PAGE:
to build the monument of a nation, still faithfully places a votive pebble
upon the growing mound which tells of the greatness of his tribe.

However little the present publication may add to the vast sum of

.historic knowledge, it at least indicates the causes which have fostered

American liberty, and manifests the nature and temper of a free

people as the energetic cause of moral improvements and unexampled

material progress; this appears in the history herein given of the


settlement of the valley of the Delaware, especially in New Jersey, and
conclusively in the interesting and detailed account of the develop-
ments of Sea Grove, — that beautiful and prosperous town having been
instituted entirely in keeping with the spirit of the representative men
composing the Association which bears its name.

§ The discovery of America was prehistoric; its unrecorded monu-
ments, ruins, and sculptured rocks were antiquated when, in 1492,
Columbus voyaged to the West Indies, and various nations and races
had already left the traces of their visits and occupancy at a number
of widely separated localities upon the two Western Continents. The
modern history of America begins with the voyages of the inspired
navigator of Genoa. The rediscovery of the Western Hemisphere
commanded the attention of the civilized world; aroused the emula-
tion of nations, and the ambition of kings ; it inflamed the spirit of
the adventurous and enterprising ; kindled the imagination of the
enthusiastic; awakened the hopes of the people; encouraged the
aspirations of liberal statesmen, and actualized the dreams of the

India was the prize Europe coveted four hundred years ago. Colum-
bus sailed for Cathay, and supposed he landed on its eastern shore, —
"the beginning and the end of India." His voyages for a short route
to India discovered America; the search for a northwest passage
explored the shores of the " New World."

In the time of Columbus it was the uncertain international law of
Christendom, that Christian nations became entitled to anv land or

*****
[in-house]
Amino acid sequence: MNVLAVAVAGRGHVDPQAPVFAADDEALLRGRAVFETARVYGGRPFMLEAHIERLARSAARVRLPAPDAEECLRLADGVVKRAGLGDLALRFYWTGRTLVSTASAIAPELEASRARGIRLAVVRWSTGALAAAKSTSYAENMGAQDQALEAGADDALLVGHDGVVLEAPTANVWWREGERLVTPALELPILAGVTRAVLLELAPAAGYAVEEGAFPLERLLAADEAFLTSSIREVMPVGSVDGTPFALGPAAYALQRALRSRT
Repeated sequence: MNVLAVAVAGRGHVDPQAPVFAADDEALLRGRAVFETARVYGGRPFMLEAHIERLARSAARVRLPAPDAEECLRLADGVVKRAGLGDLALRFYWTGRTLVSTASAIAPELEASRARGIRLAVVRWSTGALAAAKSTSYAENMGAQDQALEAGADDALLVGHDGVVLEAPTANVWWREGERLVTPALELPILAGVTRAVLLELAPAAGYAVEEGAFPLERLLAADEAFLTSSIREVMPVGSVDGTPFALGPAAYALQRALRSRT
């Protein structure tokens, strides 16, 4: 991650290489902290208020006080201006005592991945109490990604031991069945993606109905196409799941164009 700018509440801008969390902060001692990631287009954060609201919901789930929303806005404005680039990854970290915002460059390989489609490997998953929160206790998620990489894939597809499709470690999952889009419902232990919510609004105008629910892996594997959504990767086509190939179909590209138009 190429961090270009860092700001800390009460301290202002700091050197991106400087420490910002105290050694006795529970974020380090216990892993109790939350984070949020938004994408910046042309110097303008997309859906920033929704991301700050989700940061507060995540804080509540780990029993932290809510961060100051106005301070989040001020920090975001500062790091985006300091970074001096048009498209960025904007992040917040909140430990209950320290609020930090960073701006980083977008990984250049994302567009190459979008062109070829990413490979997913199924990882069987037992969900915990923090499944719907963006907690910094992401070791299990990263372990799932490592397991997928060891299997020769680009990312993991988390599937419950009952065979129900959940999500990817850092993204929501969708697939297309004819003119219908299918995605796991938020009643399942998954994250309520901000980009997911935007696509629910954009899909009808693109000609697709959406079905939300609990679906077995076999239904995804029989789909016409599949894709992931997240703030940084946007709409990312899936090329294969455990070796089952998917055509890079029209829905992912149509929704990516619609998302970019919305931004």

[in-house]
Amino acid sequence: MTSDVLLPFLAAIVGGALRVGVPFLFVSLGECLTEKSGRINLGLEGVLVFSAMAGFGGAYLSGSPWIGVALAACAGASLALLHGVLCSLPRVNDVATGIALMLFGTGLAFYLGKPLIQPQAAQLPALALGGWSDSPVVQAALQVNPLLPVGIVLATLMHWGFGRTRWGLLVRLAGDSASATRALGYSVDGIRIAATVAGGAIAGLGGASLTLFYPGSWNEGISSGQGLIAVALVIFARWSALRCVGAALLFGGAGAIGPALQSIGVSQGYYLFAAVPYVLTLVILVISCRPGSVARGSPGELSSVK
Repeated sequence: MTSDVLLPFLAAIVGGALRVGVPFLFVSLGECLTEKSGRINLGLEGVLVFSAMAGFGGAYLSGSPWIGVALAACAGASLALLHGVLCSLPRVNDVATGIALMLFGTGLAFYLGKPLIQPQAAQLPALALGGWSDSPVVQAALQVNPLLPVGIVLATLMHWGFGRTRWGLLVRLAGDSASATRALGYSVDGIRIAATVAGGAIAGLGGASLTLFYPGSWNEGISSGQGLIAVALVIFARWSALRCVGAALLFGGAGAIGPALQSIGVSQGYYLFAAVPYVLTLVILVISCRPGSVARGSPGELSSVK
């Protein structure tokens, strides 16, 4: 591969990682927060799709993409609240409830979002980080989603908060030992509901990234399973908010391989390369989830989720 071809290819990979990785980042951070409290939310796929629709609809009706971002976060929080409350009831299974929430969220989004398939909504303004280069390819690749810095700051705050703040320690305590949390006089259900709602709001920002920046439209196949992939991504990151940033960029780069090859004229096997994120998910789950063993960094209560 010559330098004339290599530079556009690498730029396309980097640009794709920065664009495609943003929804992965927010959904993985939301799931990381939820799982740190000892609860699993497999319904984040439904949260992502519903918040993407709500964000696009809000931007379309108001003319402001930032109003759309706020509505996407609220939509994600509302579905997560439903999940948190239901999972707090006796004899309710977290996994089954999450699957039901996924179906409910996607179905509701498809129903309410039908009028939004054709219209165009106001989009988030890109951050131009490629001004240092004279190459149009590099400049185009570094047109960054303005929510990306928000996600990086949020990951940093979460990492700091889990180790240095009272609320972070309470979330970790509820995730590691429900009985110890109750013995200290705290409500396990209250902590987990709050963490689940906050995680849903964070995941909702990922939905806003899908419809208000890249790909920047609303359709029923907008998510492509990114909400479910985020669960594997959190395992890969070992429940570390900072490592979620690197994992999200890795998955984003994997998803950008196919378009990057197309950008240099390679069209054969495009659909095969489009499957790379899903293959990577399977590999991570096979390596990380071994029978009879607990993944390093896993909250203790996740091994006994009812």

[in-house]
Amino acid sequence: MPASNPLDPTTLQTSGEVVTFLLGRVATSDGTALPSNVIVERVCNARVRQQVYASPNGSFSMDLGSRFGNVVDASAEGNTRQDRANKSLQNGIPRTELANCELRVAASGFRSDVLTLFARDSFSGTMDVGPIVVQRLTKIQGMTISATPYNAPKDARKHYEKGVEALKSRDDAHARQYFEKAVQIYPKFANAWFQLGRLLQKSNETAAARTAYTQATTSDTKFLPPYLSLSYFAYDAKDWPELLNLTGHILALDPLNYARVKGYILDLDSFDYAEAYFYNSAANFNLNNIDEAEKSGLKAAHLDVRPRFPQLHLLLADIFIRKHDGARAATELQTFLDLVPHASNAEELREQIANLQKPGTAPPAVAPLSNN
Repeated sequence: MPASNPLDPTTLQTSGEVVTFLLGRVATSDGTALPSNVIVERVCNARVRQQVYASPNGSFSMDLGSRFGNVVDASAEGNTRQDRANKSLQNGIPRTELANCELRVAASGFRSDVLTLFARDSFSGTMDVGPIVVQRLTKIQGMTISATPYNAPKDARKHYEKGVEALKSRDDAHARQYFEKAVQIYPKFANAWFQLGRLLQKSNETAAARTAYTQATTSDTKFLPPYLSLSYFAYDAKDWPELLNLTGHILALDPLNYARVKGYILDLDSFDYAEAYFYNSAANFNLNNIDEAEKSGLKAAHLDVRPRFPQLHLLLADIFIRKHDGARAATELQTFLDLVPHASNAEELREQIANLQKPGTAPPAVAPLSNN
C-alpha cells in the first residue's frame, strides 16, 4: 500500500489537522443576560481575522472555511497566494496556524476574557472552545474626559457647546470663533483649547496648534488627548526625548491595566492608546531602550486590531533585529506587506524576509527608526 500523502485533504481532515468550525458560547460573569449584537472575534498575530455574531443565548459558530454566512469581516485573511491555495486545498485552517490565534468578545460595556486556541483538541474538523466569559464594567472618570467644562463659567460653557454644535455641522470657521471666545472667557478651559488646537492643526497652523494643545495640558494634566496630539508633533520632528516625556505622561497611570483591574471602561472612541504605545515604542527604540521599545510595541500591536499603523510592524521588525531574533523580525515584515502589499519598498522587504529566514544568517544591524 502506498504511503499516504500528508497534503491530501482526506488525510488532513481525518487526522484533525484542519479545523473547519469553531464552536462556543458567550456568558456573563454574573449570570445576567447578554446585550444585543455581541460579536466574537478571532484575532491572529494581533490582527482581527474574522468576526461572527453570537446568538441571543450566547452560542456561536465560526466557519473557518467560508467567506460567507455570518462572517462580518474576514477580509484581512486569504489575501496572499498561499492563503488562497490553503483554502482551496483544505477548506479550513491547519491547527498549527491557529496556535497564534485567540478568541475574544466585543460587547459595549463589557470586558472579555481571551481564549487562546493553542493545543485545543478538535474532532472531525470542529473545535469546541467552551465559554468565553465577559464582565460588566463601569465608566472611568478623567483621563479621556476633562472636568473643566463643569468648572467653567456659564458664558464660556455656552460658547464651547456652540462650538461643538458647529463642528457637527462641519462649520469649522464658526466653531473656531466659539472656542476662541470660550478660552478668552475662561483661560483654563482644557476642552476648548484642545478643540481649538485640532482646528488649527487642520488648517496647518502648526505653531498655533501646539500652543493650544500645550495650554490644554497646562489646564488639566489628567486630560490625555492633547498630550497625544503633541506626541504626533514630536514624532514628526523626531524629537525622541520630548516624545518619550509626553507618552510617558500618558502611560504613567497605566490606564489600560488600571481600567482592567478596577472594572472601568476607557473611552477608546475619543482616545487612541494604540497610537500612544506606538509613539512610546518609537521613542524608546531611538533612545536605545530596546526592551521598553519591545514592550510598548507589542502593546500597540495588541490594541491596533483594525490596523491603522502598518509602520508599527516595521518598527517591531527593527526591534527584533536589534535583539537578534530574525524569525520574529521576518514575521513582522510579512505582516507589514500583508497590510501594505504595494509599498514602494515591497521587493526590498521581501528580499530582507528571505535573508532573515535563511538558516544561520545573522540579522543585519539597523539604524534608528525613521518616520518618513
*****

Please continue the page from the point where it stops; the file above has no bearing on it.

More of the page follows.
country its citizens discovered, took possession of and occupied, unless
it was already the territory of other Christians. This presumptuous
claim of the exclusive right of a sect, as such, to the secular owner-
ship of the whole world, was a political device, and, though endorsed
by popes and approved by bishops, was at once absurd, impudent, and
irreligious; but the heresy had a natural origin, and, becoming a dogma
and an apology, developed an awful historic sequence.

Numerous as the voyages of discovery to America were, and impor-
tant as trade became, for more than a hundred and fifty years after
Columbus, gross ignorance of the Western Hemisphere characterized
the action of even the courts and kings of Europe. Under the name
of the " West Indies," two vast and rich continents were long regarded
as but troublesome islands in the way of voyages to India, and frequent
and conflicting royal grants afterwards assumed to convey, in an impos-
sible manner, possession of the territories of America from ocean to
ocean, the grantors having the untroubled conceit that the average
width of the continent was no more than about three hundred miles.

Under the pretext supplied by the voyages of Columbus, Alexander
VI., ** the worst of the popes," assuming to be the temporal as well as
spiritual head of Christendom, pretended to invest Spain with regal


possession in perpetuity of all heathen lands found, or to be discovered,
to the west of a meridian three hundred and seventy leagues westward
of the Azores. In insolent and fanatical assertion of her declared
rights, which, thus derived, became a matter of religious faith, Spain
undertook to monopolize the trade of the West Indies and control
the navigation of the high seas. Hence, Portugal colonized and
traded only in part of Brazil, her minute allotment of all the vast
"Indies;" and so, in defense of the faith enshrined in her Papal mon-
opoly, the fleets of Spain pirated all vessels they overhauled sailing the
Atlantic to her pretended exclusive possessions. At the same time
Spanish kings made war upon Protestant maritime nations in a way
that left enterprising Holland no chance for existence but in her defeat,
and compelled England to sail to commercial and naval supremacy
over the sunken hulks of the " Invincible Armada."

§ Although Balthazar Moucheron, of Holland, and his associates,
patrons of discovery, moved by the terrible sufferings and failures of
their explorers, about the year 1600 abandoned as hopeless the quest
for a northern route to India, the immense importance of such a pas-
sage was obvious, and the Danes and English continued the resolute
search. The directors of the prosperous and powerful Dutch East
India Company, then in full operation, shared the notions of their
cotemporaries, and, overruling the experienced Moucheron and his